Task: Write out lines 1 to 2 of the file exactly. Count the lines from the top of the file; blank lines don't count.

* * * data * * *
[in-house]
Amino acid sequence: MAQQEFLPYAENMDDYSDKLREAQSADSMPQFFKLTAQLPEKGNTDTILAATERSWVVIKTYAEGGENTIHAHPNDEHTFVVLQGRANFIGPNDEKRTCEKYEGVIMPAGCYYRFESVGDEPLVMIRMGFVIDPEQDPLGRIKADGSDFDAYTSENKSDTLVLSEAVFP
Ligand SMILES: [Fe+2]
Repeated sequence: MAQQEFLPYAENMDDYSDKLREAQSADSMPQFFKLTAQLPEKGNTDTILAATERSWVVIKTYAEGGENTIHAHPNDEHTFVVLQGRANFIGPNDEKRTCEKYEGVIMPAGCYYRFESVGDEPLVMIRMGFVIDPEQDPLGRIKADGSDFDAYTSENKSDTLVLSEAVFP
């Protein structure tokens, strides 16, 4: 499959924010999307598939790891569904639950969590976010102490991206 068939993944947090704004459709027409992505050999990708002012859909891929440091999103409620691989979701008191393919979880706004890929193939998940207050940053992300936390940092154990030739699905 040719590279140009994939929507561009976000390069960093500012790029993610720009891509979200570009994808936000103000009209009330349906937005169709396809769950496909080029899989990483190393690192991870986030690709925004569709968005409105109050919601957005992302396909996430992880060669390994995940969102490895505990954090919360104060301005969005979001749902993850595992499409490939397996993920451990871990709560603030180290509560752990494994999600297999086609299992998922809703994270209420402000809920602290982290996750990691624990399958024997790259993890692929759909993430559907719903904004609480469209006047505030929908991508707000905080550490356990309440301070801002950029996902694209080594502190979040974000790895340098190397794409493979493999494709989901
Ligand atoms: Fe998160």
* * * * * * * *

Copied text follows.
[in-house]
Amino acid sequence: MAQQEFLPYAENMDDYSDKLREAQSADSMPQFFKLTAQLPEKGNTDTILAATERSWVVIKTYAEGGENTIHAHPNDEHTFVVLQGRANFIGPNDEKRTCEKYEGVIMPAGCYYRFESVGDEPLVMIRMGFVIDPEQDPLGRIKADGSDFDAYTSENKSDTLVLSEAVFP